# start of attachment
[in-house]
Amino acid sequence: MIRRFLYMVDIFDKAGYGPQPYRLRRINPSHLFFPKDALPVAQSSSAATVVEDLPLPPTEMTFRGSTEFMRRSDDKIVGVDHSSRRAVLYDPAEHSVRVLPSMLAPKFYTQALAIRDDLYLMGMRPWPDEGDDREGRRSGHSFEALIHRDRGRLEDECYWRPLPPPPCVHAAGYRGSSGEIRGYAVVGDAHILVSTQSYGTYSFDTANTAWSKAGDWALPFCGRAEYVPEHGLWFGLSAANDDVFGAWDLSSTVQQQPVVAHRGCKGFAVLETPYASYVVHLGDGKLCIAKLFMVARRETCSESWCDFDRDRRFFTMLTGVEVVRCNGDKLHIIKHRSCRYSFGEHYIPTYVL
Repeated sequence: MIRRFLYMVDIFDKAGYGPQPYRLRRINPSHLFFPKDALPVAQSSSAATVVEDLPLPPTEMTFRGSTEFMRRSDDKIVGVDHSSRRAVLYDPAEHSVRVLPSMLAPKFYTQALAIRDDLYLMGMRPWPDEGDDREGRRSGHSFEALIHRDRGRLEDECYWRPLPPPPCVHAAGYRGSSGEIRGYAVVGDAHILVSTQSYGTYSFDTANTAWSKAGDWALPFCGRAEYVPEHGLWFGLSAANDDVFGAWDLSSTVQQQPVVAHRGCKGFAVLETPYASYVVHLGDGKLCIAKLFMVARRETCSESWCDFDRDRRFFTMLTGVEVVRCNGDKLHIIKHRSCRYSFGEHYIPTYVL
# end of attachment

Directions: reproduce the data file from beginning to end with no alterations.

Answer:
[in-house]
Amino acid sequence: MIRRFLYMVDIFDKAGYGPQPYRLRRINPSHLFFPKDALPVAQSSSAATVVEDLPLPPTEMTFRGSTEFMRRSDDKIVGVDHSSRRAVLYDPAEHSVRVLPSMLAPKFYTQALAIRDDLYLMGMRPWPDEGDDREGRRSGHSFEALIHRDRGRLEDECYWRPLPPPPCVHAAGYRGSSGEIRGYAVVGDAHILVSTQSYGTYSFDTANTAWSKAGDWALPFCGRAEYVPEHGLWFGLSAANDDVFGAWDLSSTVQQQPVVAHRGCKGFAVLETPYASYVVHLGDGKLCIAKLFMVARRETCSESWCDFDRDRRFFTMLTGVEVVRCNGDKLHIIKHRSCRYSFGEHYIPTYVL
Repeated sequence: MIRRFLYMVDIFDKAGYGPQPYRLRRINPSHLFFPKDALPVAQSSSAATVVEDLPLPPTEMTFRGSTEFMRRSDDKIVGVDHSSRRAVLYDPAEHSVRVLPSMLAPKFYTQALAIRDDLYLMGMRPWPDEGDDREGRRSGHSFEALIHRDRGRLEDECYWRPLPPPPCVHAAGYRGSSGEIRGYAVVGDAHILVSTQSYGTYSFDTANTAWSKAGDWALPFCGRAEYVPEHGLWFGLSAANDDVFGAWDLSSTVQQQPVVAHRGCKGFAVLETPYASYVVHLGDGKLCIAKLFMVARRETCSESWCDFDRDRRFFTMLTGVEVVRCNGDKLHIIKHRSCRYSFGEHYIPTYVL